Flashcards in Lecture 21 Pathology for CNS 2 Deck (50):
Give examples of cerebrovascular diseases?
Strokes, TIA and intercerebral haemorrhage
How much for the brain weigh?
1-2% of body weight
How much O2% does the body use?
When blood flow is reduced to brain, tissue survival depends on?
Collateral circulation, duration of ischaemia and magnitude/rapidity of flow reduction
Global hypoperfusion (blood flow reduce to whole brain) causes?
Hypotentsion or cardiac arrest -> generalised neuronal dysfunction
How many patients/year have stroke?
What are the risk factors for strokes?
Diabetes M, hypertension, hyperlididaemia, heart disease or previous TIA
Transient ischaemic attack is temp loss of function that resolves itself within 24 hours
Risk of having full stroke after TIA?
1 in 10 chance of having full stroke within 4 weeks if left untreated
Treatments for TIA?
Aspirin/clopidogrel as antiplatelets. Control BP and lower cholesterol
Loss of speech
Loss of vision
What causes an intracerebral haemorrhage?
Hypertension 'capsular haemorrhage'. Arterial origin.
What causes a subarachnoid haemorrhage?
Spontaneous. 80% rupture of saccular aneurysms
What causes subdural haemorrhage?
Minor trauma (elderly). Anticoagulants. Bleeding from bridging veins between cortex & venous sinuses
What causes extradural haemorrhage?
Middle meningeal artery, post head injury
What are the symptoms of a intracranial haemorrhage?
Headache, rapid or gradual loss of consciousness
What are the symptoms of a subarachnoid haemorrhage?
Thunderclap headache. Spontaneous -> catastrophic
What are the symptoms of a subdural haemorrhage?
Fluctuant conscious level, minor trauma.
What are the symptosms of a extradural haemorrhage?
Head injury with #skull. Slowly decreasing conscious level.
What is dementia?
Irreversible clinical synddromewith widespread impairment of mental function
Who is at risk of dementia?
>65yo. 80,000 people in uk
Side effects of dementia?
Memory loss, speed of thought, language, understanding, disinterested, difficulties in controlling emotions.
What can mimic dementia?
Depression or delirium
What are the types of dementia?
Alzheimer's disease (70%), Vascular dementia (15%) and dementia with lewy bodies (15%). RARE cause (syphilis)
What assessments are done for dementia?
Ensure thyroid function is normal, CT scan, Check vit B12 (alcoholism)
What is alzheimer's disease due to?
AB amyloid accumulation. Tau - neurofibrillary tangles and plaques, loss of neurones and synapses.
What does alzhimers lead to?
defects in visual-spatial skills (gets lost), memory loss, decreasing cognition and ansognosia (lack of awareness)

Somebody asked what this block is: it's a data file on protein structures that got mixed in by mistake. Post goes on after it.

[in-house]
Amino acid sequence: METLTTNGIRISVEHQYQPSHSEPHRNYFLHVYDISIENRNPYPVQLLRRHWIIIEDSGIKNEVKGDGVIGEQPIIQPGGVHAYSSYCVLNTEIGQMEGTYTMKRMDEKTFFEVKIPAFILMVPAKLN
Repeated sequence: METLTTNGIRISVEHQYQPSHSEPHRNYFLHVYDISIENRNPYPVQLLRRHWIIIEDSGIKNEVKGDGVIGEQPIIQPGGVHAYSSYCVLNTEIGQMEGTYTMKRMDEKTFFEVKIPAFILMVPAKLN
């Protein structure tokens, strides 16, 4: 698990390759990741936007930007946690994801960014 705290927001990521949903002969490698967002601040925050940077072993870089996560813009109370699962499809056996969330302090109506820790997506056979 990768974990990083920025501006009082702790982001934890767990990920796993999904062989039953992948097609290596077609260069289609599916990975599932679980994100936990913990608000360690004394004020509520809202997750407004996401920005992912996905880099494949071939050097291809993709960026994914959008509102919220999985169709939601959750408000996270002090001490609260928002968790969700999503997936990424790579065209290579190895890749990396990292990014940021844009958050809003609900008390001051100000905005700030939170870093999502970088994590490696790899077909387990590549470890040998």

What is alzhimers treated with?
What is epilepsy?
Recurrent tendency to spontaneous, intermittent, abnormal electrical activity in part of the brain -> seizures.
What can cause epilepsy?
Space occupying lesions, stroke, alcohol withdrawal.
How can epilepsy be managed?
Sodium valproate, carbamazepine, phenytoin, lamotragine
What bacteria can cause meningitis?
Neisseria meningitides, pneumocococcus, meningococcus
Meningitis can be what?
Bacterial, viral or fungal
What are the symptoms of brain abscesses?
Headaches, seizures and temperaures
Radiologically what is found with a brain abscess?
Ring enhancing lesion
How are brain abscesses spread?
Via blood (embolus from bacterial endocarditis,IV drug users at risk) or directly (from infected ear)
What is parkinson's disease?
Movement disorder, sporadic or familial. 1 in 1000
What is the postural instability of parkinson's disease due to?
Progressive degeneration of the dopaminergic nigrostriatal system.
What are the clinical features of parkinson's disease?
Bradykinesis, rigidity, resting tremor, posterural instability
Slowed ability to start and continue movements & impaired ability to adjust the body's postition
What is the treatment for parkinson's disease?
L-dopa e.g modopar to replace the lost dopamine. (Start when necessary & lowest poss dose) OR anticholinergic drugs
What drug can induce parkinson's and how can it be helped?
Haloperidol and can be helped me procyclidine
Side effects of tumours?
Headaches, seizures, cognitive behaviour change, vomiting, altered consciousness
Where can the primary tumours be that cause brain tumours?
Breast, small cell lung cancer
What are the four types of brain tumours?
Meningiomas, astrocytomas, glioblastomas and pituitary tumours
Notes on meningiomas?
Slow growing, don't often infiltrate brain, surgically removed.
Notes on astrocytomas?
Range from WHO grade 1-IV. ^ malignant potential. Grade 4 fatal
Notes on glioblastoma?
Ring enhancing lesion in frontal lobe